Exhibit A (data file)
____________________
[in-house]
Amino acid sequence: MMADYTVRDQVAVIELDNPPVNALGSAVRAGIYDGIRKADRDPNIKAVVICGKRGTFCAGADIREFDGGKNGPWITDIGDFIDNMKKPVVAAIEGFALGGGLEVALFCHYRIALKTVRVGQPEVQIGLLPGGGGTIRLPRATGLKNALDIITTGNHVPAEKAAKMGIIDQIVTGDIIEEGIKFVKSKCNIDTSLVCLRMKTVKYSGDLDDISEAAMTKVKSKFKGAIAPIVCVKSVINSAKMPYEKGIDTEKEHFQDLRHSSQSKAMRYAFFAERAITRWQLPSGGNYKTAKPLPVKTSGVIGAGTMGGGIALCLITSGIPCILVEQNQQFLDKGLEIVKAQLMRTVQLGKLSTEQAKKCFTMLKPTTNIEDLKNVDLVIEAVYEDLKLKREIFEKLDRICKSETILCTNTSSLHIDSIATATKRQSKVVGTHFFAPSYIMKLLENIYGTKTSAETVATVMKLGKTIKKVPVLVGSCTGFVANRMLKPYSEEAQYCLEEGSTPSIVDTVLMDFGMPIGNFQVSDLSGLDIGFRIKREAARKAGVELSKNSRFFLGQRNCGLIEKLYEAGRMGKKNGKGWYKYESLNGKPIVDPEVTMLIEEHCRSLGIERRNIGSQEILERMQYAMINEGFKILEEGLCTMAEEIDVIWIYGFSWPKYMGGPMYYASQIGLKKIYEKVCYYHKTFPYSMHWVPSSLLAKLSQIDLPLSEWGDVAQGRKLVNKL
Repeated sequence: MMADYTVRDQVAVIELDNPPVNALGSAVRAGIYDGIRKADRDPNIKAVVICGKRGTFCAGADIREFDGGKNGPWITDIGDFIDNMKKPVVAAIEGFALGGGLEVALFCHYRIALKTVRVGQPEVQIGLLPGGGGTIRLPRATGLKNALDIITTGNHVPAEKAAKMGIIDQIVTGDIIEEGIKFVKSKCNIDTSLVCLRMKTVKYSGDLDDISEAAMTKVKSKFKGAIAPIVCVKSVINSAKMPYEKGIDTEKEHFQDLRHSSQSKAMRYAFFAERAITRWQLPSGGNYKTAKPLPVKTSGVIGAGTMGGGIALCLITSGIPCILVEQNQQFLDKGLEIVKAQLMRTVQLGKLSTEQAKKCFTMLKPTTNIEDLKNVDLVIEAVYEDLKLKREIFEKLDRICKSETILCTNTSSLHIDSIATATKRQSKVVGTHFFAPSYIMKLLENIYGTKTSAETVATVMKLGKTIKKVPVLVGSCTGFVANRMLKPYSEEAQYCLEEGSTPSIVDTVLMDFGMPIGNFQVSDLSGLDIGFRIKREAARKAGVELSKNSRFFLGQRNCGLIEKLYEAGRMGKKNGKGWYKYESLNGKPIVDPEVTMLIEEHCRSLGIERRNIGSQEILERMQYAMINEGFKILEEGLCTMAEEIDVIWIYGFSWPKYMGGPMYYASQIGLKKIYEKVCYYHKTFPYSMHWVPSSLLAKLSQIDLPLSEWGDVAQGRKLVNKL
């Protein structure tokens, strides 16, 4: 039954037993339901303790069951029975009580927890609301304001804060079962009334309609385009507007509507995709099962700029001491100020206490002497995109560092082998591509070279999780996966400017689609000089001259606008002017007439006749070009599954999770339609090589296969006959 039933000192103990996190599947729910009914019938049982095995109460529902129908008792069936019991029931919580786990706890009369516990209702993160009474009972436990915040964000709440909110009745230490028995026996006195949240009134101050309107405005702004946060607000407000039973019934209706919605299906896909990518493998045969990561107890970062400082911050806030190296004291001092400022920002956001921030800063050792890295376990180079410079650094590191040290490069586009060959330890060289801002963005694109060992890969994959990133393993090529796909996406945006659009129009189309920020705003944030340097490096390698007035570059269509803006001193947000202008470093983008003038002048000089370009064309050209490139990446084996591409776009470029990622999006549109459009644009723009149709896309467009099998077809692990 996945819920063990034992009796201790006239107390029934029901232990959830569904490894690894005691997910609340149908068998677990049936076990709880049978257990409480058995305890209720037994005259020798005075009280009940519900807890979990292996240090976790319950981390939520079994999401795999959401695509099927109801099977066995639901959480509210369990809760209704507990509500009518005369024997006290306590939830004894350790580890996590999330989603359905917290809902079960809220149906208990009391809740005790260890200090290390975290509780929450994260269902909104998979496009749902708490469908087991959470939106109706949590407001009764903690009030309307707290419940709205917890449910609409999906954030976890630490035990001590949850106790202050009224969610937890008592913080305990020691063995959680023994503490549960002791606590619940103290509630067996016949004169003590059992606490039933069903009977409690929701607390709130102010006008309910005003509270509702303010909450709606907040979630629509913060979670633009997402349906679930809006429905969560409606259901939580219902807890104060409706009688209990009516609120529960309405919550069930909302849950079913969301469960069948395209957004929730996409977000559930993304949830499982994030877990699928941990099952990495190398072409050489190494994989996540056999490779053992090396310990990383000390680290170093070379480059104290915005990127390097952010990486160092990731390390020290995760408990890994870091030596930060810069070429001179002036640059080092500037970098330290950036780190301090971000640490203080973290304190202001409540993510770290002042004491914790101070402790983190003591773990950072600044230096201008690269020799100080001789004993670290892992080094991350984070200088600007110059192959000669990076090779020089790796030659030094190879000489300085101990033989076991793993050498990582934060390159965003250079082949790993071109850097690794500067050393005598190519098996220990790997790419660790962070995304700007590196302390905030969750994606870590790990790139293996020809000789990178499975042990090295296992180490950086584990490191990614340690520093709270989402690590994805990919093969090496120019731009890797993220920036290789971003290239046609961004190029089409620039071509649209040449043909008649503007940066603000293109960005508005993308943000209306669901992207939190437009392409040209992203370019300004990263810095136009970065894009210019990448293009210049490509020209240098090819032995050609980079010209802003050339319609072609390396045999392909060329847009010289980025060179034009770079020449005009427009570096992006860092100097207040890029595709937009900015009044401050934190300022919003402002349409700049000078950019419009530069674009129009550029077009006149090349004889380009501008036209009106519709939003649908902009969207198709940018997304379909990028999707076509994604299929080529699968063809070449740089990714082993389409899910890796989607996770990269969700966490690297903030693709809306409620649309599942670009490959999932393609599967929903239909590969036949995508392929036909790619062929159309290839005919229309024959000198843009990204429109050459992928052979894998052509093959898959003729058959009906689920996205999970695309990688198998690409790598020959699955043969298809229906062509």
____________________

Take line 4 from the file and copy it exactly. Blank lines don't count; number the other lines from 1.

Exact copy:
């Protein structure tokens, strides 16, 4: 039954037993339901303790069951029975009580927890609301304001804060079962009334309609385009507007509507995709099962700029001491100020206490002497995109560092082998591509070279999780996966400017689609000089001259606008002017007439006749070009599954999770339609090589296969006959 039933000192103990996190599947729910009914019938049982095995109460529902129908008792069936019991029931919580786990706890009369516990209702993160009474009972436990915040964000709440909110009745230490028995026996006195949240009134101050309107405005702004946060607000407000039973019934209706919605299906896909990518493998045969990561107890970062400082911050806030190296004291001092400022920002956001921030800063050792890295376990180079410079650094590191040290490069586009060959330890060289801002963005694109060992890969994959990133393993090529796909996406945006659009129009189309920020705003944030340097490096390698007035570059269509803006001193947000202008470093983008003038002048000089370009064309050209490139990446084996591409776009470029990622999006549109459009644009723009149709896309467009099998077809692990 996945819920063990034992009796201790006239107390029934029901232990959830569904490894690894005691997910609340149908068998677990049936076990709880049978257990409480058995305890209720037994005259020798005075009280009940519900807890979990292996240090976790319950981390939520079994999401795999959401695509099927109801099977066995639901959480509210369990809760209704507990509500009518005369024997006290306590939830004894350790580890996590999330989603359905917290809902079960809220149906208990009391809740005790260890200090290390975290509780929450994260269902909104998979496009749902708490469908087991959470939106109706949590407001009764903690009030309307707290419940709205917890449910609409999906954030976890630490035990001590949850106790202050009224969610937890008592913080305990020691063995959680023994503490549960002791606590619940103290509630067996016949004169003590059992606490039933069903009977409690929701607390709130102010006008309910005003509270509702303010909450709606907040979630629509913060979670633009997402349906679930809006429905969560409606259901939580219902807890104060409706009688209990009516609120529960309405919550069930909302849950079913969301469960069948395209957004929730996409977000559930993304949830499982994030877990699928941990099952990495190398072409050489190494994989996540056999490779053992090396310990990383000390680290170093070379480059104290915005990127390097952010990486160092990731390390020290995760408990890994870091030596930060810069070429001179002036640059080092500037970098330290950036780190301090971000640490203080973290304190202001409540993510770290002042004491914790101070402790983190003591773990950072600044230096201008690269020799100080001789004993670290892992080094991350984070200088600007110059192959000669990076090779020089790796030659030094190879000489300085101990033989076991793993050498990582934060390159965003250079082949790993071109850097690794500067050393005598190519098996220990790997790419660790962070995304700007590196302390905030969750994606870590790990790139293996020809000789990178499975042990090295296992180490950086584990490191990614340690520093709270989402690590994805990919093969090496120019731009890797993220920036290789971003290239046609961004190029089409620039071509649209040449043909008649503007940066603000293109960005508005993308943000209306669901992207939190437009392409040209992203370019300004990263810095136009970065894009210019990448293009210049490509020209240098090819032995050609980079010209802003050339319609072609390396045999392909060329847009010289980025060179034009770079020449005009427009570096992006860092100097207040890029595709937009900015009044401050934190300022919003402002349409700049000078950019419009530069674009129009550029077009006149090349004889380009501008036209009106519709939003649908902009969207198709940018997304379909990028999707076509994604299929080529699968063809070449740089990714082993389409899910890796989607996770990269969700966490690297903030693709809306409620649309599942670009490959999932393609599967929903239909590969036949995508392929036909790619062929159309290839005919229309024959000198843009990204429109050459992928052979894998052509093959898959003729058959009906689920996205999970695309990688198998690409790598020959699955043969298809229906062509």